Many people have these experiences of gratitude when they travel or camp and can relate to the feeling of a hot shower after roughing it for a while. Almost nothing is better than that fucking shower. I am learning to shower less. I shower at the gym when I work out 3-4 times a week. Otherwise, I’m getting good at wiping up the important bits and allowing my body to build up its own natural oils and healthy bacteria balances. I feel more connected to my body, to the natural world. Things are quiet here on Poopsie. I intentionally have no Wi-Fi, TV, and thankfully no noisy neighbors. I read more, listen to music, play my ukulele. I am more diligent about seeing friends or scheduling fun activities off the boat. When Eric is here, we have conversations about life or just lay around and snuggle. It’s very connecting and intimate. Soon we will also sail and explore.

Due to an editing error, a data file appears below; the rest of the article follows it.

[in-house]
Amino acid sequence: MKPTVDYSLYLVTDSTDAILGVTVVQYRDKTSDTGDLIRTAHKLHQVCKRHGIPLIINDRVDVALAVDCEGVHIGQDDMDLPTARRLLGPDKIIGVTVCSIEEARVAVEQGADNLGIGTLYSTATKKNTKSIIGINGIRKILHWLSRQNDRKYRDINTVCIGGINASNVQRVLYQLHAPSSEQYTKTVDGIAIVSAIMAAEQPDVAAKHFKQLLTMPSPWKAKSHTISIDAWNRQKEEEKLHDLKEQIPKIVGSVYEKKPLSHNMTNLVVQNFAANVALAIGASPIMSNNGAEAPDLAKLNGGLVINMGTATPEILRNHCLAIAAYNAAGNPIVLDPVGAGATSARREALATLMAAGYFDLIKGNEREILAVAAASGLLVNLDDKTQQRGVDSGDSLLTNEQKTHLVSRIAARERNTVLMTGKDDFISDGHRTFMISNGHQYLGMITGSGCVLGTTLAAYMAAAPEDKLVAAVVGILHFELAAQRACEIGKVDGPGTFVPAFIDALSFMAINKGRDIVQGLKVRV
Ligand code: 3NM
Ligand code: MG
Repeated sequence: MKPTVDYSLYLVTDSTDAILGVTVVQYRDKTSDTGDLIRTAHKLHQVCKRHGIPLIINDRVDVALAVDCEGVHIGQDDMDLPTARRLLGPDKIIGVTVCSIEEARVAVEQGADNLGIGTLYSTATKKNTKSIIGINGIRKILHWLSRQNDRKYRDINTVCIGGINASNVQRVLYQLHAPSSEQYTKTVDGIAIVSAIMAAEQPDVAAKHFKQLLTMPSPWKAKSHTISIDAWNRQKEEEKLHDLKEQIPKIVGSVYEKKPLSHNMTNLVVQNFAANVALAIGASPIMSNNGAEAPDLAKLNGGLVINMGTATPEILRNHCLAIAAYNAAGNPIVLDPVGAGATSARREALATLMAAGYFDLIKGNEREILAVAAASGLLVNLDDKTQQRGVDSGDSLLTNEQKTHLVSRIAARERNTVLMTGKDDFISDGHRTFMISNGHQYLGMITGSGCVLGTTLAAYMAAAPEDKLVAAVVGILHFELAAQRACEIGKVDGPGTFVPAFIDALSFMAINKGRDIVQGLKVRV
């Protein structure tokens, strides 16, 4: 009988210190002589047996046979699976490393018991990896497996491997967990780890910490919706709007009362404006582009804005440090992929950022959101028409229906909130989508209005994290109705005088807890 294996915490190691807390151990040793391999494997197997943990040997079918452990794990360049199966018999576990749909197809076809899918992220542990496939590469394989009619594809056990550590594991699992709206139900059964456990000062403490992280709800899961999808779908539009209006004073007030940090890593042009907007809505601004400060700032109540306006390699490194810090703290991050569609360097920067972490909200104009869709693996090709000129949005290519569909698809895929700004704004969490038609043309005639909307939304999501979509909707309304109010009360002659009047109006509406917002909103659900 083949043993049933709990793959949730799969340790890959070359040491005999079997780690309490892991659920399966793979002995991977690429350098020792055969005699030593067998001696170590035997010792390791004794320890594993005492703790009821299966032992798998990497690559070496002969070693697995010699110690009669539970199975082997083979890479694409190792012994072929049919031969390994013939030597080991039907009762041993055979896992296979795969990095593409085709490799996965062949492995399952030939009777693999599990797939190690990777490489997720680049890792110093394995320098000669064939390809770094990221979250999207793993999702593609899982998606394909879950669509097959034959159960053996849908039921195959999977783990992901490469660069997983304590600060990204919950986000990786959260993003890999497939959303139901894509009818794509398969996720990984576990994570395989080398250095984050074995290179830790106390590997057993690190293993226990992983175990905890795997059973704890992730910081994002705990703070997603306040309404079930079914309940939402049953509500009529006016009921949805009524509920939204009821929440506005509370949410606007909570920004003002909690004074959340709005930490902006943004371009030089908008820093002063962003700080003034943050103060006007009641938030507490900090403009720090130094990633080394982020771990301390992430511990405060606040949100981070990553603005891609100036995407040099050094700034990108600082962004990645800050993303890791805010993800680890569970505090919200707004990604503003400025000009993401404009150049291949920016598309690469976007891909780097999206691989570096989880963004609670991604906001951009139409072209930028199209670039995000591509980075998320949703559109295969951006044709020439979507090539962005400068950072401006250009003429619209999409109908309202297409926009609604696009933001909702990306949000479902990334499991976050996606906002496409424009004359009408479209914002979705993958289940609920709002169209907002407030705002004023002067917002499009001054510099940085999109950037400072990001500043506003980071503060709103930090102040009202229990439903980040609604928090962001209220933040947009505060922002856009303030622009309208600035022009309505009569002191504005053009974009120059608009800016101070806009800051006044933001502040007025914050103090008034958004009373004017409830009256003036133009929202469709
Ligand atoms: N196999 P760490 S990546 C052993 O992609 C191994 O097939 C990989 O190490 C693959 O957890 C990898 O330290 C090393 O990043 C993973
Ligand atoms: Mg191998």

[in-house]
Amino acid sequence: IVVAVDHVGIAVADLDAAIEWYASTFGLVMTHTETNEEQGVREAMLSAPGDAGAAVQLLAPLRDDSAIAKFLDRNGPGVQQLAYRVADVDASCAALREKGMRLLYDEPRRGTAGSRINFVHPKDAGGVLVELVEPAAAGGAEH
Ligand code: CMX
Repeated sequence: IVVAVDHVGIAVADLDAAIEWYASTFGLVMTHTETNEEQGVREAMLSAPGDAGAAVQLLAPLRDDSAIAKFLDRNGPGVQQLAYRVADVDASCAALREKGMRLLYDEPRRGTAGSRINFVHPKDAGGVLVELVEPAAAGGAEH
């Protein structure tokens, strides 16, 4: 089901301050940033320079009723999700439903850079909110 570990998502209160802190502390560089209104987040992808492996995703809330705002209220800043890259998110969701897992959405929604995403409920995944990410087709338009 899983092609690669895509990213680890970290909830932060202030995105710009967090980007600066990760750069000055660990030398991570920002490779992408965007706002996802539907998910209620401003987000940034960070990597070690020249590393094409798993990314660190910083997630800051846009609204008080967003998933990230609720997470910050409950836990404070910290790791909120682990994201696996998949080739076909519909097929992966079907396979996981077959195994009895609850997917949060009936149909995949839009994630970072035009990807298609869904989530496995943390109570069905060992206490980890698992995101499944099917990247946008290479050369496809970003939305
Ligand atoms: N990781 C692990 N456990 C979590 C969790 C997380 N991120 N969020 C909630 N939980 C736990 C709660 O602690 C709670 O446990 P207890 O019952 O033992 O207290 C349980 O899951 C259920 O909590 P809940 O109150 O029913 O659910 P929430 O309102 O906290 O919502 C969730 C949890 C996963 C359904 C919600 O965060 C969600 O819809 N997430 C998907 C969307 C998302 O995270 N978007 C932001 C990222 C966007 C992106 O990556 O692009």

I am deeply grateful for this experience. Living on a boat is teaching me more about what it is to be human. To be an animal living on the planet. Sure, we are animals with amazing frontal lobes that create, express and problem solve. We are not above nature though; we are part of it. We have invented a world where many do not have to know or pay attention at all to the weather, the tides, the detailed movement of their own bowels or balancing of their feet. We are sheltered to an extreme in modern day living. It’s a luxury for sure, and I appreciate parts of it greatly. I wonder though, at what price are we paying for the technology? Are conveniences which make simple things easier, but enforce an environment where we speed up and do more actually helpful? Are we forgetting how to just be? Are we devaluing our own natural rhythms and that of the planet we live on for more ease, distraction and entertainment? What would happen if you slowed down? When do you pause for gratitude in your life? What choices are you grateful you have made and what choices are taking you away from your true self or health? What do you take for granted? Who do you take for granted?